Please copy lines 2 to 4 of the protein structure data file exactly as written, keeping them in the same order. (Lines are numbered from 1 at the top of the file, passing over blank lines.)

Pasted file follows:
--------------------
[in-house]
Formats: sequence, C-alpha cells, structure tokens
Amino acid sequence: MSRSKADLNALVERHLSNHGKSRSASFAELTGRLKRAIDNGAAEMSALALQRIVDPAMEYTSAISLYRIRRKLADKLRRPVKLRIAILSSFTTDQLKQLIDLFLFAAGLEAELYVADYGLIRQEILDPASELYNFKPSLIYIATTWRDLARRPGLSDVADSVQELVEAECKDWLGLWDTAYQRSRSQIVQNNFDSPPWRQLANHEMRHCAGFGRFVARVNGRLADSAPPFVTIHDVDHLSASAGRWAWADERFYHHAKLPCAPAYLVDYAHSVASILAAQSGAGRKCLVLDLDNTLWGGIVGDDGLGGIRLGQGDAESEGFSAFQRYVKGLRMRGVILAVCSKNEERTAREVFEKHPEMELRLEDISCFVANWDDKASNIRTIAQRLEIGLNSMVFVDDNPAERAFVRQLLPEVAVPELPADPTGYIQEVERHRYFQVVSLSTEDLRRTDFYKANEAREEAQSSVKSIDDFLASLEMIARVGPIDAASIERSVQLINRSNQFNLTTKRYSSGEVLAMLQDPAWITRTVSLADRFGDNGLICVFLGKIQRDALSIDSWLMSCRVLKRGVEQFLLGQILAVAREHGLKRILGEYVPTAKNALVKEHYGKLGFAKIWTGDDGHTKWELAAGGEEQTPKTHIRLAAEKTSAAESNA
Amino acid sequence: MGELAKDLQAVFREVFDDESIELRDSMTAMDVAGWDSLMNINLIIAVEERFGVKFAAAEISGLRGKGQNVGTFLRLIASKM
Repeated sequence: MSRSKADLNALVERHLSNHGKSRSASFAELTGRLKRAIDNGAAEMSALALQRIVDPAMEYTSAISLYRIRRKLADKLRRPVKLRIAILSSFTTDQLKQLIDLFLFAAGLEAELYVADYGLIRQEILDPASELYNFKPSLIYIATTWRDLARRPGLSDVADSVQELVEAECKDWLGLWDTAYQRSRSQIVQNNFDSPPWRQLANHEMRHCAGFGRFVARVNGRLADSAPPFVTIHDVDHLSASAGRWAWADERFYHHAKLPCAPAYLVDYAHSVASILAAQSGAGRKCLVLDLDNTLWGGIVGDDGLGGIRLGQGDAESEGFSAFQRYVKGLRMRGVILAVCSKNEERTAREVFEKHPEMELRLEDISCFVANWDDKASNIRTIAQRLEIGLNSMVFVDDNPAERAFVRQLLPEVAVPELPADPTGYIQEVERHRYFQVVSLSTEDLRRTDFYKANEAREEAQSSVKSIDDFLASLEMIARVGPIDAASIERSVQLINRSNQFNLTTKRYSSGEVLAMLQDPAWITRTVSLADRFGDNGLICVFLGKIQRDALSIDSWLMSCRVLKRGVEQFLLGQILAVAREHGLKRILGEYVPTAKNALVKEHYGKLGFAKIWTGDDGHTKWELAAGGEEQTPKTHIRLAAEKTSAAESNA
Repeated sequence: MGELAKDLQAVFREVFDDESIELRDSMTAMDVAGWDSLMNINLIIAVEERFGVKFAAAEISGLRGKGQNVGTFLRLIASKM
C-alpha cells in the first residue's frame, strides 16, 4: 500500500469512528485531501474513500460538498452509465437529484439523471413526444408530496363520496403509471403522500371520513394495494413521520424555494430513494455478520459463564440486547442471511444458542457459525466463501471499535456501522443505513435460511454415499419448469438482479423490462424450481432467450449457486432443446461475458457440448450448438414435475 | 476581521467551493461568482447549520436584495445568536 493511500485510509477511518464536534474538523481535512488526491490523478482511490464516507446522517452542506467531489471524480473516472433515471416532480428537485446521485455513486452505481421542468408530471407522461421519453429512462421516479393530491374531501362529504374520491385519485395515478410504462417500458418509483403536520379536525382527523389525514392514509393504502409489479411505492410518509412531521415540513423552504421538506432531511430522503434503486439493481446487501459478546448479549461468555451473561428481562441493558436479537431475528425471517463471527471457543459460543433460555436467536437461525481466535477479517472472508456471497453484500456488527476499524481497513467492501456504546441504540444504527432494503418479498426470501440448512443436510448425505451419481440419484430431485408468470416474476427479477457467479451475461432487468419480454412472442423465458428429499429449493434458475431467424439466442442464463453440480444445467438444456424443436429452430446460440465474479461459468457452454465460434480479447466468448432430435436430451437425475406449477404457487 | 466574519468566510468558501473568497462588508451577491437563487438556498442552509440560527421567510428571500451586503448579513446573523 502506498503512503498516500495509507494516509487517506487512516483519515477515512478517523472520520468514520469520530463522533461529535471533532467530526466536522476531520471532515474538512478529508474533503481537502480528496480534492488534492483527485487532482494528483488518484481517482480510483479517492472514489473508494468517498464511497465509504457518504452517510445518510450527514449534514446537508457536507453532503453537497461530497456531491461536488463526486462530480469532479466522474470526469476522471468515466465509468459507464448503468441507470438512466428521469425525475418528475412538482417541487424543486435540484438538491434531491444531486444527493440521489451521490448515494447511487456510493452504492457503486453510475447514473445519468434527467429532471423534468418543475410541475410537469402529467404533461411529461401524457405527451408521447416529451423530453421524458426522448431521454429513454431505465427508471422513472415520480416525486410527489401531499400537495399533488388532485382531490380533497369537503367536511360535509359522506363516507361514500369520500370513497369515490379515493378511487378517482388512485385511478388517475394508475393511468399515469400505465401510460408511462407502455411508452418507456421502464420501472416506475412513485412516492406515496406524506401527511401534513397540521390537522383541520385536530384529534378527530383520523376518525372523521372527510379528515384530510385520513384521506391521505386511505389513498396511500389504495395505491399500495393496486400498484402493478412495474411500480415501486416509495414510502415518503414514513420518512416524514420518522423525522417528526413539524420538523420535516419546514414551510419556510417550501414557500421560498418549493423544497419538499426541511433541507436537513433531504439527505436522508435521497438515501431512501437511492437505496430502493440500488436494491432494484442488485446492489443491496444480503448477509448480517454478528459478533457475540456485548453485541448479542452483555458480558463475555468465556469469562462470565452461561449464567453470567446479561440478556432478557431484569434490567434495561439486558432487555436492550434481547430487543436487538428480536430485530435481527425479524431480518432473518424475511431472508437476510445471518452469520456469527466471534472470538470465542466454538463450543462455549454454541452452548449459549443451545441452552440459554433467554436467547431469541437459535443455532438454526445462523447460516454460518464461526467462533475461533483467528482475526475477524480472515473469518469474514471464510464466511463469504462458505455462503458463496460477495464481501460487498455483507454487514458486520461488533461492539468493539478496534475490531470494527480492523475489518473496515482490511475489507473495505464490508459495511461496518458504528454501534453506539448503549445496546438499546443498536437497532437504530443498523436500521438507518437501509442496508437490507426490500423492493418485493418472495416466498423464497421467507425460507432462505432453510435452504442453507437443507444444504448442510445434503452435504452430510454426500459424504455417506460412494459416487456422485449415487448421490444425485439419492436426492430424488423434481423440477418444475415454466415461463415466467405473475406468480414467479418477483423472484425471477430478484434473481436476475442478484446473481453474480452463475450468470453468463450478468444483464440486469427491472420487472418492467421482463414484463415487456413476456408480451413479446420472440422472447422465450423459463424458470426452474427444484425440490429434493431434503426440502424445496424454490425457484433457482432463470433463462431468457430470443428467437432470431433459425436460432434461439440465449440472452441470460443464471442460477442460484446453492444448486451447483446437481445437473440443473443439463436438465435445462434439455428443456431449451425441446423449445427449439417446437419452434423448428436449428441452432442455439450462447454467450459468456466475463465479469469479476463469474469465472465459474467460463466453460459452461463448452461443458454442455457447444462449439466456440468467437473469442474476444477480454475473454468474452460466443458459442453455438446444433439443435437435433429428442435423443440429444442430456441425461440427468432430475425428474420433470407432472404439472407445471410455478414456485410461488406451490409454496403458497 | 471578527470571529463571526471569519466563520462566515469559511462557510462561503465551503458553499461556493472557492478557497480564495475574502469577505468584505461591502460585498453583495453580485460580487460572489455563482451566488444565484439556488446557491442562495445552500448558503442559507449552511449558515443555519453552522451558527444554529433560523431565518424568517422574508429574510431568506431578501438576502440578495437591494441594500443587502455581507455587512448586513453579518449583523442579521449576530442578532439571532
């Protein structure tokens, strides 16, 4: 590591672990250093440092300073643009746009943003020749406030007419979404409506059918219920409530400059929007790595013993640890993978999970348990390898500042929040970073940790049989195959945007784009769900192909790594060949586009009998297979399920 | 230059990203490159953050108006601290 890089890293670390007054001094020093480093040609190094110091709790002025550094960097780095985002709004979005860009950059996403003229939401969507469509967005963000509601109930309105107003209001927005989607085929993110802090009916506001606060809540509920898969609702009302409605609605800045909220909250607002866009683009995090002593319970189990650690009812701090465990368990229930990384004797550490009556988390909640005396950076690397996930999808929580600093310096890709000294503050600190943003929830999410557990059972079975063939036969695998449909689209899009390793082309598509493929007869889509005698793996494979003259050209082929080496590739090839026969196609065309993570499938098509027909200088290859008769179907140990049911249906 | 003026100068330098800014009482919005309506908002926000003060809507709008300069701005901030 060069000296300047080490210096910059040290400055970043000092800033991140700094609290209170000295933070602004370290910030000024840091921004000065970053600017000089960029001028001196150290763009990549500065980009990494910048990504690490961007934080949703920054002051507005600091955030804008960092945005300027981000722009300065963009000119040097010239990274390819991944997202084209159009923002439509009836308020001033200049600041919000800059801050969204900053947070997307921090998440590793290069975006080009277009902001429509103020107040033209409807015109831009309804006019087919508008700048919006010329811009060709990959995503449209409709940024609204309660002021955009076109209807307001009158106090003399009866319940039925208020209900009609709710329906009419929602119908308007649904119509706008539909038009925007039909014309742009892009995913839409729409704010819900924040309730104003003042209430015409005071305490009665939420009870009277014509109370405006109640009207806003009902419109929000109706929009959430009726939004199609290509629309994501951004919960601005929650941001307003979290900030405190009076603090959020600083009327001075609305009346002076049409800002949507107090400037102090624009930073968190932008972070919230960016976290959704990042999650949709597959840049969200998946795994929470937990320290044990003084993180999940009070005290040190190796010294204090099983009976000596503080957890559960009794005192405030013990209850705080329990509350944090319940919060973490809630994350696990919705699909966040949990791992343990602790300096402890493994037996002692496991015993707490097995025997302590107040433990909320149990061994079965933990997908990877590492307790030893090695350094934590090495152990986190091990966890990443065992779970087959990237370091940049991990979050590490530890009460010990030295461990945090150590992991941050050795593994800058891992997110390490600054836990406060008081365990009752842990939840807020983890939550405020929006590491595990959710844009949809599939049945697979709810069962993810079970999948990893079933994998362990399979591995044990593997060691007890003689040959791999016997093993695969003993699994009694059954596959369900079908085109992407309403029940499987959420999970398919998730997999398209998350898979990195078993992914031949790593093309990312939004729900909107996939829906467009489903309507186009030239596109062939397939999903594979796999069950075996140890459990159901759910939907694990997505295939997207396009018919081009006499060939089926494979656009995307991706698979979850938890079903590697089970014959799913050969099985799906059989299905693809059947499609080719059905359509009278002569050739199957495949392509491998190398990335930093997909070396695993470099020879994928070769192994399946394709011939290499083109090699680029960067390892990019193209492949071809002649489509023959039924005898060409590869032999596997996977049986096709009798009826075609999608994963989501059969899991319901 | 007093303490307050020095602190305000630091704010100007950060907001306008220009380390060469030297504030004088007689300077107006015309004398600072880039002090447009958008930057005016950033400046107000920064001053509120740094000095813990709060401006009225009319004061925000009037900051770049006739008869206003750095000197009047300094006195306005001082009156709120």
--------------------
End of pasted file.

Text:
Formats: sequence, C-alpha cells, structure tokens
Amino acid sequence: MSRSKADLNALVERHLSNHGKSRSASFAELTGRLKRAIDNGAAEMSALALQRIVDPAMEYTSAISLYRIRRKLADKLRRPVKLRIAILSSFTTDQLKQLIDLFLFAAGLEAELYVADYGLIRQEILDPASELYNFKPSLIYIATTWRDLARRPGLSDVADSVQELVEAECKDWLGLWDTAYQRSRSQIVQNNFDSPPWRQLANHEMRHCAGFGRFVARVNGRLADSAPPFVTIHDVDHLSASAGRWAWADERFYHHAKLPCAPAYLVDYAHSVASILAAQSGAGRKCLVLDLDNTLWGGIVGDDGLGGIRLGQGDAESEGFSAFQRYVKGLRMRGVILAVCSKNEERTAREVFEKHPEMELRLEDISCFVANWDDKASNIRTIAQRLEIGLNSMVFVDDNPAERAFVRQLLPEVAVPELPADPTGYIQEVERHRYFQVVSLSTEDLRRTDFYKANEAREEAQSSVKSIDDFLASLEMIARVGPIDAASIERSVQLINRSNQFNLTTKRYSSGEVLAMLQDPAWITRTVSLADRFGDNGLICVFLGKIQRDALSIDSWLMSCRVLKRGVEQFLLGQILAVAREHGLKRILGEYVPTAKNALVKEHYGKLGFAKIWTGDDGHTKWELAAGGEEQTPKTHIRLAAEKTSAAESNA
Amino acid sequence: MGELAKDLQAVFREVFDDESIELRDSMTAMDVAGWDSLMNINLIIAVEERFGVKFAAAEISGLRGKGQNVGTFLRLIASKM